All I can say is that everything is BIG, and when I say big I really mean big. Firstly the Moscone centre is absolutely huge, I have got lost a number of times going from talk to talk. Then the number of delegates is astounding. At RSA Europe there is normally between 1,000 to 2,000 delegates. Here there are approximately 15,000 delegates. The social element of RSA US is astounding too, nearly every vendor is hosting a party of some kind.
Speaking of vendors the exhibition hall is huge. I went onto the floor at 11:30 to simply walk from stand to stand to see if there was anything that was cool or innovative and it was not until 2:15 that I finished my exploration. Unfortunately I did not see anything too cool or innovative. In fact I found it telling that the most exciting technology that I came across was an original Enigma machine displayed on the at Thales stand. To think that a technology that is now over seventy years old creates more excitement and buzz than many modern solutions is a sad indictment of where we are in the security industry today.
Finally the theme for the event is BIG and by that I mean it seems most vendors and talks are all focusing on Big Data and its implications for security. I would say though that big data is not what we need to focus on but rather big information. Data without context is just that, data, and is something we cannot act or work with. Data with context is information and that is something that we need to identify threats, incidents and trends so we can better secure our systems.
So far RSA Conference has been very enjoyable with the chance to meet many people I know online in real life and to meet and talk with vendors directly. I am looking forward to seeing what the next few days bring.
Facebook announced this evening that they have been the subject of a security breach impacting laptops used by some of their employees. According to the Facebook statement the laptops of some of their employees were last month infected with malware when they visited a compromised mobile developer website. The compromised site hosted a previosuly unknown Java vulnerability which was used to download malware onto the laptops of the Facebook engineers. Even though those laptops were fully patched and also had up to date anti-virus sofware installed on them the previously unknown malware was able to penetrate these defences and infect the computers.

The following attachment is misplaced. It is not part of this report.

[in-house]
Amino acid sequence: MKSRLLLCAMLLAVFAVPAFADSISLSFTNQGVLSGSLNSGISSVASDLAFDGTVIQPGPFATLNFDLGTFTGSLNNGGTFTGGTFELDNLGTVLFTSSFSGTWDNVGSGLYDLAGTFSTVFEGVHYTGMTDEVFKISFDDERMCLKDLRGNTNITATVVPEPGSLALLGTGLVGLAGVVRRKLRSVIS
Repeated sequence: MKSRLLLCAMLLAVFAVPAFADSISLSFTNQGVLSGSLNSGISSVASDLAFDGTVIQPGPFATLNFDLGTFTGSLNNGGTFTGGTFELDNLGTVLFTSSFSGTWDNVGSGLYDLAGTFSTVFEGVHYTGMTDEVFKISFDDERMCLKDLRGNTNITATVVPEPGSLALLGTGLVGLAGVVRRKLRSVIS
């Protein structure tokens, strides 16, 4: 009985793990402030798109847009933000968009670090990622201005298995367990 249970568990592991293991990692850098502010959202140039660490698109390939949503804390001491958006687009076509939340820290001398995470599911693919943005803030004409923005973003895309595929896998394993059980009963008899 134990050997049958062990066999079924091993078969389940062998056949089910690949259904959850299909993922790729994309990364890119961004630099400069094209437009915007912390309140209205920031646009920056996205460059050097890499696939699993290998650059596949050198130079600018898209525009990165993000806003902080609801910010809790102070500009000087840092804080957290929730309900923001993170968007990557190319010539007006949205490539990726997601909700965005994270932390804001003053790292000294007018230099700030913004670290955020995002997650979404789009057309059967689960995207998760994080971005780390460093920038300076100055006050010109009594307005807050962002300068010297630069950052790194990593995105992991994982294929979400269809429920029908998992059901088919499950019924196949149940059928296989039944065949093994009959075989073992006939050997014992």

Facebook discovered the breach when reviewing their DNS logs and noticed traffic going to an unusual destination. Further investigation identified an engineer’s laptop was sending that traffic. Forensic examination of the laptop identified it had been infected with malware. After examining the malware they were able to identify how it behaved and subsequently discovered other compromised laptops on their network. Facebook state that no user data was compromised in the breach.
Facebook also informed Oracle about the previously unknown Java vulnerability. Shortly afterwards Oracle released a patch.
The infected laptops were forensically examined and the information from them and from Facebook’s logs have been shared with law enforcement. The server controlling the malware has been sinkholed and using the data gathered from that server other compromised companies have been identified and informed. For some of those companies the first they knew about the compromise was when they were contacted by Facebook.
Some lessons we can learn from the attack are;
Criminals will no longer attack your systems directly but use various techniques to indirectly compromise your systems. In this case it was a waterhole attack where exploits are planted on a compromised website known to be visited by the desired target. Note at this stage we do not know whether this particular compromised website was used to target Facebook specifically. It could be this site was being used to target mobile developers in general to subsequently compromise some high value targets.
Having your systems fully patched with up to data anti-virus software is an important part of your defences but you cannot rely on them as your sole defences. You need to have other layers in place to protect your systems.
Effective log monitoring and management can provide early indicators of an attack allowing you to react quckly and effectively to the breach. Criminals will target certain group within your organisation due to the access they may have to certain data or systems. In many organisations we’ve worked with IT always have elevated privileges and admin rights to their computers. This makes them an ideal target group for criminals. I do not think it is a coincidence in this case that the criminals compromised a server for mobile developers.
Good forensic investigations can discover exactly what was compromised and the extent of that compromise. In many cases the response to an infection is to reformat the affected maching and reinstal the software and applications. While this is a quicker way to deal with the issue you sacrifice the ability to properly understand the extent of the breach.
Working with law enforcement can help in identifying who is behind the attack and disrupt their operation or indeed it could lead to arrests and convictions.
Sharing information with law enforcement can help identify other potential victims, who may not be aware they were compromised.
Providing clear and detailed information on how the compromise happened, what was impacted and what is being done to rectify the situation can provide a lot of comfort to your clients.
Well done to Facebook on being able to detect and respond to the attack. I would also commend them on the details they have shared about the incident and hopefully it can help others to learn and improve their own defences.